Thursday, October 15, 2009

#96 Sonny Siebert

#96 Sonny Siebert
I think that Sonny Siebert sounds like a name you'd hear on The Andy Griffith Show. But nobody cares what I think.

Fun facts about Sonny Siebert:

-A native of St. Mary, MO, Sonny attended the University of Missouri. He was pursued by the NBA's St. Louis Hawks, but ultimately signed with the Indians in 1958.

-The Tribe initially saw him as an outfielder, but converted him to a pitcher in 1960. Within two years, he was a 15-game winner at class A Charleston. In another two years, he was in the major leagues to stay.

-Sonny shined as a rookie swingman in 1964, crafting a 3.23 ERA in 41 games.

-Shifting to the starting rotation in 1965, Siebert excelled: 16-8 with 2.43 ERA, 191 strikeouts in 188.2 innings pitched, a 0.98 WHIP, and a league-leading 4.15 strikeout-to-walk ratio.

-An All-Star season followed in 1966, thanks to another 16-8 record, a 2.80 ERA, 11 complete games, and a June 10 no-hit effort against the Senators.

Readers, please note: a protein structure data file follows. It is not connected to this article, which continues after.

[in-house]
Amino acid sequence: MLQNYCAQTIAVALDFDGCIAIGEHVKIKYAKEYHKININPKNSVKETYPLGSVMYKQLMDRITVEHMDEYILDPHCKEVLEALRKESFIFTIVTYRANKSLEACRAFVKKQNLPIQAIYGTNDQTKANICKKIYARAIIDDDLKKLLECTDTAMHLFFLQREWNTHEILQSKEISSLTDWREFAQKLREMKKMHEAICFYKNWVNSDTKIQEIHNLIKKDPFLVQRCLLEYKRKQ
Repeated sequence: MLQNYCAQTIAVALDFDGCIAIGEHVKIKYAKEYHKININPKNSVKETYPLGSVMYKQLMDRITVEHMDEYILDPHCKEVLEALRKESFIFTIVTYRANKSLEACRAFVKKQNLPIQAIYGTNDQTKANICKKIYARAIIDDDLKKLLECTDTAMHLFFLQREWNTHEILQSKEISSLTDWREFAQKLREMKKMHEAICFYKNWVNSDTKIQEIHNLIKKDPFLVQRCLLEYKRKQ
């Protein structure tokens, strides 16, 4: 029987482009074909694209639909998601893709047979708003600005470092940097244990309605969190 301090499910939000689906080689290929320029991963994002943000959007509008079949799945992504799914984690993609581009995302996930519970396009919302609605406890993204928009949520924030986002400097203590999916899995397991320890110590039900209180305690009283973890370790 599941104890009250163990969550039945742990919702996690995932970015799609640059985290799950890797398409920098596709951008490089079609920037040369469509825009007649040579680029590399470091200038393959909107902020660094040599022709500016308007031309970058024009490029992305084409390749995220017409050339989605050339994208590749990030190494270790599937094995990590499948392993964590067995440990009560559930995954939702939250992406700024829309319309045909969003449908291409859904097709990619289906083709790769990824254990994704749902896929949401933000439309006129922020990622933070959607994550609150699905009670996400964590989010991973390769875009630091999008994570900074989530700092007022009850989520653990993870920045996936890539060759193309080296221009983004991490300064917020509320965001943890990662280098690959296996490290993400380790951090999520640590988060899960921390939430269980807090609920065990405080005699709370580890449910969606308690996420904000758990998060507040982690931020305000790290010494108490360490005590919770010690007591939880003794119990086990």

-After a couple of years of low ERAs and equally low win totals, Sonny was traded to Boston in 1969. His first two full seasons with the Red Sox represented his peak, as he went 31-18 with a 3.16 ERA and nabbed another All-Star selection in 1971.

-Was the last American League pitcher to hit two home runs in a single game when he took Baltimore's Pat Dobson deep twice on September 2, 1971.

-Put his suitcase to good use in the waning years of his career, moving from Boston to Texas to St. Louis to San Diego to Oakland.

-He finished his career in 1975 with a 140-114 record and a 3.21 ERA in 12 seasons.

-Spent the 1991 and 1992 seasons coaching for the Padres' Class A Waterloo team.
#96 Sonny Siebert (back)


  1. Hey, this guy pulled the opposite trick that Rick Ankiel's pulled... instead of going from pitcher to outfielder, he went from outfielder to pitcher.

  2. Besides being a very good pitcher for the Red Sox, he was also one of their best pinch hitters.